This title, first published in 1990, engages in the current debates about the teaching of literacy and the reform of education. Based on his dissatisfaction with prevalent theories of educational achievement and his experience of teaching in elementary schools, Winch argues that the dichotomy of biological inheritance and environmental influence is inadequate to describe the diverse phenomena of educational achievement. This title will be of interest to students of the philosophy of education.
Acknowledgements; Introduction; 1. Historical Introduction 2. Intelligence, Language, and Learning 3. Class, Culture, and Interest 4. The Theory of Intelligence 5. Intelligence Quotient Theory and Education 6. A Critique of the Theory of Intelligence Quotient 7. Theories of Cultural and Verbal Deficit 8. Verbal-Deficit Theories: The Counterattack 9. Verbal-Deficit Theories: An Overview 10. The Educational Implications of the Verbal-Deficit Controversy 11. Literacy, Literate Culture, and Education 12. Equality, Culture, and Interest 13. Conclusion; Bibliography; Index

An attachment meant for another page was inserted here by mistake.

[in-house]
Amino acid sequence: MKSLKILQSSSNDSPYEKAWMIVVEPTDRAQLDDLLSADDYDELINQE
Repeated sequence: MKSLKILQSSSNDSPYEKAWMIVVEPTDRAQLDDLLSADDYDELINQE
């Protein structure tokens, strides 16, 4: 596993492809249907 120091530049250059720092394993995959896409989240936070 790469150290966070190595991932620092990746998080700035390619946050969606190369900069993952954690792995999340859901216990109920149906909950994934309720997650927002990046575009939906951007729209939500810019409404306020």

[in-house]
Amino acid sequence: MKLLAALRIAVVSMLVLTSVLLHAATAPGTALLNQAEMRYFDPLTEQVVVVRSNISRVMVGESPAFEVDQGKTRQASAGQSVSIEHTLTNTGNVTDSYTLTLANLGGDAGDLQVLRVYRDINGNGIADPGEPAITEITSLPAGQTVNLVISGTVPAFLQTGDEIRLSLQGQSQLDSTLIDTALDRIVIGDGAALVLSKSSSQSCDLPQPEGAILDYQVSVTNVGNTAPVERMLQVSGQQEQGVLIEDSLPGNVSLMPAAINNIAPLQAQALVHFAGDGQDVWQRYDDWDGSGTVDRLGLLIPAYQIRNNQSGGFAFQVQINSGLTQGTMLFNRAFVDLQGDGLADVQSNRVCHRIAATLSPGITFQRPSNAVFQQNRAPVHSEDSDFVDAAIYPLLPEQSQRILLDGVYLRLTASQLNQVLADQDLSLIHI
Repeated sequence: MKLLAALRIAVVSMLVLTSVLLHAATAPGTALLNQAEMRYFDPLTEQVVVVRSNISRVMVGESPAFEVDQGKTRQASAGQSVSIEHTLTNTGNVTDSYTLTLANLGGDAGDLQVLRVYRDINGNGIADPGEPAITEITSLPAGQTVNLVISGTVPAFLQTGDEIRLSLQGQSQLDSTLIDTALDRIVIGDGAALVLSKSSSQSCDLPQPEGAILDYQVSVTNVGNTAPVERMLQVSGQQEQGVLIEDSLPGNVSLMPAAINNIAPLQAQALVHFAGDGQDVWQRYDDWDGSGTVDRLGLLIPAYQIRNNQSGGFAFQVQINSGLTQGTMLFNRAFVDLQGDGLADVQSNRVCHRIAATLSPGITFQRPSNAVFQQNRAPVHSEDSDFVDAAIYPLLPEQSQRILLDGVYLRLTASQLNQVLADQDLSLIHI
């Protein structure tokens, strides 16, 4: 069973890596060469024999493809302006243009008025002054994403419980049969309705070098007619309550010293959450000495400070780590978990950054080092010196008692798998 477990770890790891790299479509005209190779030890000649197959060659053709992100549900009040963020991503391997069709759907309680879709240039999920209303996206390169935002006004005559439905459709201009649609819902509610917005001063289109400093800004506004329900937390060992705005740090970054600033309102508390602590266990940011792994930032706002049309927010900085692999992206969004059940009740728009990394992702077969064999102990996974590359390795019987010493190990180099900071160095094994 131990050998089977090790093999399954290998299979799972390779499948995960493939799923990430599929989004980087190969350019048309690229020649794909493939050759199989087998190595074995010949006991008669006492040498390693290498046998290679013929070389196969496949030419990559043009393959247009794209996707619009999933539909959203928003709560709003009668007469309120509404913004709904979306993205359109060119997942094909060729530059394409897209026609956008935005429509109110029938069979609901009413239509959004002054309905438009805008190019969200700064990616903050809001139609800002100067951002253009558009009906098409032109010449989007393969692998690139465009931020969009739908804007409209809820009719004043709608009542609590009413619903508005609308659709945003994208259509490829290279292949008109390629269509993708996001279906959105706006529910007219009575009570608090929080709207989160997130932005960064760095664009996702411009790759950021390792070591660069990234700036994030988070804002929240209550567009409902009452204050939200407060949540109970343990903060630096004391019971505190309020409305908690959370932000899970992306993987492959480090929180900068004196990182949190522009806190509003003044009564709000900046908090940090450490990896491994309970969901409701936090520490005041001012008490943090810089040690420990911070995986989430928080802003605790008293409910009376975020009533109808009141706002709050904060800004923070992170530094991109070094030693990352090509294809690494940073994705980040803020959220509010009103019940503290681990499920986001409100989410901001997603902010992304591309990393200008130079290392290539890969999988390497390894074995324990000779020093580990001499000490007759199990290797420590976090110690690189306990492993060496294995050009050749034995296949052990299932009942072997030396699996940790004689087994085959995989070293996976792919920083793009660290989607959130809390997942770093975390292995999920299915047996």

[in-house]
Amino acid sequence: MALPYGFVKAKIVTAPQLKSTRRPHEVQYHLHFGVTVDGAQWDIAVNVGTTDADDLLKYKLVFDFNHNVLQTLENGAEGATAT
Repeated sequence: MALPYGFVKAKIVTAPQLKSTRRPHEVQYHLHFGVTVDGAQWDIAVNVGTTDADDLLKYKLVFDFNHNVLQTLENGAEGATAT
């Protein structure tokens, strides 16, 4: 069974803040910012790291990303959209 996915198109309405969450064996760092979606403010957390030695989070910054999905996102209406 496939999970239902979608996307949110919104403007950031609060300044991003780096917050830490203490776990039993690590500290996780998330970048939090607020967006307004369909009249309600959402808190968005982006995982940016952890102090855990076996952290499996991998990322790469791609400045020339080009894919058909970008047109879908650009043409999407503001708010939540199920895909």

This set of 21 volumes, originally published between 1955 and 1997, amalgamates several topics on the philosophy of education, with a particular focus on religious education, curriculum studies, and critical thinking. This collection of books from some of the leading scholars in the field provides a comprehensive overview of the subject and will be of particular interest to students of philosophy, education and those undertaking teaching qualifications.